How to Safely Put Out a Grease Fire

A cooking Pan on Fire

Cooking is an activity that a lot of people engage in every day. Whether one cooks to relax and unwind or simply to have something to eat, one should be aware of the risks involved in cooking.

The fact is that a majority of home structure fires reported to U.S. fire departments every year are caused by cooking equipment accidents, and that’s according to the National Fire Protection Association. Between 2007 and 2011, these fire departments responded to an average of 156,600 residential property fires involving cooking equipment per year. The accidents caused an average of 400 civilian deaths, over 5,000 injuries, and more than $853 in direct property damage.

The NFPA further notes that unattended cooking is the largest contributing factor in these types of fires. When people leave their cooking unattended, temperatures can reach very high levels, causing the food to ignite. Take note that around 67% of home cooking fires start with the ignition of food and other cooking materials.

One of the most common types of fires that can occur during cooking is a grease fire. Grease fires can happen when the grease on the pan, as well as grease that has splashed on the stove’s surfaces, ignites due to high temperatures. It is very dangerous because the grease serves as a fuel source for the fire. Moreover, because grease comes in liquid form, it can get splashed easily and spread the fire very quickly. Make sure to adhere to the following tips for the safe extinguishing of such fires.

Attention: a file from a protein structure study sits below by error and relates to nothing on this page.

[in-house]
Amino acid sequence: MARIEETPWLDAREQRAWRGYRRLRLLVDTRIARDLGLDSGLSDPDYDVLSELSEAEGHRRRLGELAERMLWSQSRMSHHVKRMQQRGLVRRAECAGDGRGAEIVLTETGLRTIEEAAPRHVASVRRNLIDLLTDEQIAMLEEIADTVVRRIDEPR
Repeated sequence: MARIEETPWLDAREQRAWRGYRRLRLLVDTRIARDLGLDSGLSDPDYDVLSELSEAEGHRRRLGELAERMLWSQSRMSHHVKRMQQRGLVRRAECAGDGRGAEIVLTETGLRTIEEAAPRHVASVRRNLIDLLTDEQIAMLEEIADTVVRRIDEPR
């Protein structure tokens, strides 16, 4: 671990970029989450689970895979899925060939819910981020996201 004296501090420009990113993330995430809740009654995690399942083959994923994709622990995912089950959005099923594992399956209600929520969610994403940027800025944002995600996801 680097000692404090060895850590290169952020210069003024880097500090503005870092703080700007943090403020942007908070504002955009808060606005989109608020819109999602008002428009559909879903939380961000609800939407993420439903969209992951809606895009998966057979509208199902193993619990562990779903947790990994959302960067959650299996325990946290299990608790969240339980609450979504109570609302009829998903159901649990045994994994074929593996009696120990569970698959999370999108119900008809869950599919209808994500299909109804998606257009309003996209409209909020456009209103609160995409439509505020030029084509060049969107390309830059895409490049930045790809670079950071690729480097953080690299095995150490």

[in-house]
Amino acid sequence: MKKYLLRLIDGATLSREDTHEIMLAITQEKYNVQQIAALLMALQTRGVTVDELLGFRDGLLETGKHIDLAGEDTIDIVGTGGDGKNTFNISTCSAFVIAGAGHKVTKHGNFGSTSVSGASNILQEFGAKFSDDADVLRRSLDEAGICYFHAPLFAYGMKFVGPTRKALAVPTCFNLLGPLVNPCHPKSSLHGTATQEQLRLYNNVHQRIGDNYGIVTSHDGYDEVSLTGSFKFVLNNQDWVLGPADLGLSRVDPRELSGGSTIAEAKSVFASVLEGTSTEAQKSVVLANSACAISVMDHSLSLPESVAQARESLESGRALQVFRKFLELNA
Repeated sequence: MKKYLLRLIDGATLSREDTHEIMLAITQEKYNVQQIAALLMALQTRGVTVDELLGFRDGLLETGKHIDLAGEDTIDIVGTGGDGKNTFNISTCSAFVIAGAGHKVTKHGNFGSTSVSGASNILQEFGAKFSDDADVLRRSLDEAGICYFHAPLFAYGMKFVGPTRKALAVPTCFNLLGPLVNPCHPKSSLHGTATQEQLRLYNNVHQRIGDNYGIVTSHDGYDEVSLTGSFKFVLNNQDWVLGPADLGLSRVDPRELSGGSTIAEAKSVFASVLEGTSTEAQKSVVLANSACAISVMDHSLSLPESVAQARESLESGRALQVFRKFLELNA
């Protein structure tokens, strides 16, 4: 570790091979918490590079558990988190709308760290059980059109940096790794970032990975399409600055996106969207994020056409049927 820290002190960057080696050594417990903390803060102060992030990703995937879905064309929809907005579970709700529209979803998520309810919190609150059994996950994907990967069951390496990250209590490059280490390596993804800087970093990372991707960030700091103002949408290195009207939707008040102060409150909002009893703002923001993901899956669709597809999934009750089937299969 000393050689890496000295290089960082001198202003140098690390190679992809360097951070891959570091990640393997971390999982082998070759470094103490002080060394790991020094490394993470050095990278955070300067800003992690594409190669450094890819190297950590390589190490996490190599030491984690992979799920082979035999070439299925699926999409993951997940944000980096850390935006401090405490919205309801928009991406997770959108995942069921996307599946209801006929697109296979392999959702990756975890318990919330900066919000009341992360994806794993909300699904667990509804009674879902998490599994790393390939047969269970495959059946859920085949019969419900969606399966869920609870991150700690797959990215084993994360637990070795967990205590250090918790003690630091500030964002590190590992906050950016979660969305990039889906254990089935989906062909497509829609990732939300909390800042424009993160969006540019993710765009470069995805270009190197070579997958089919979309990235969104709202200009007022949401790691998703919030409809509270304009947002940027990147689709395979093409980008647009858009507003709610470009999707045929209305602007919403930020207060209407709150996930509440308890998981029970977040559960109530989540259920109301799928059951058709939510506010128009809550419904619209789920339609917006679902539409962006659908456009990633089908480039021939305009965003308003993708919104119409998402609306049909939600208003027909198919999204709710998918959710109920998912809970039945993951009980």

• Don’t use water – Doing so can result in severe burn injuries and cause the fire to spread. The water will settle at the bottom of the pan, but it will evaporate very quickly because of the superheated conditions. The evaporation can cause the burning grease to splash in all directions, spreading the fire in an explosive fireball.
  • Don’t carry the pan to the sink or outdoors – The burning grease can splash around, and you could set yourself on fire as a result.
  • Turn off the burner, and cover the pan – The quickest way to extinguish a grease fire is by turning off the heat source and smothering the fire by depriving it of oxygen. Simply turn the stove off, and cover the grease fire with a pan lid.
  • Use baking soda – Sodium bicarbonate or baking soda can also be used to suffocate the fire. It is important to note, however, that you should never use similar-looking products like flour and sugar to smother a fire. These baking ingredients are flammable and can make the fire worse. 
  • Use a fire extinguisher – Dry chemical fire extinguishers, which use powder-based agents like sodium bicarbonate, are also effective against grease fires. The most appropriate type of fire extinguisher for fat and oil fires, however, is the wet chemical class K fire extinguisher, which is usually used in professional kitchens.

With the right knowledge, you can avoid serious injuries and costly property damage from grease fires.

If you need help restoring a portion of your kitchen that has been damaged by a cooking fire accident, please call All American Cleaning at 208-203-1512. Our service area includes the city of Idaho Falls and surrounding communities in Southeast Idaho.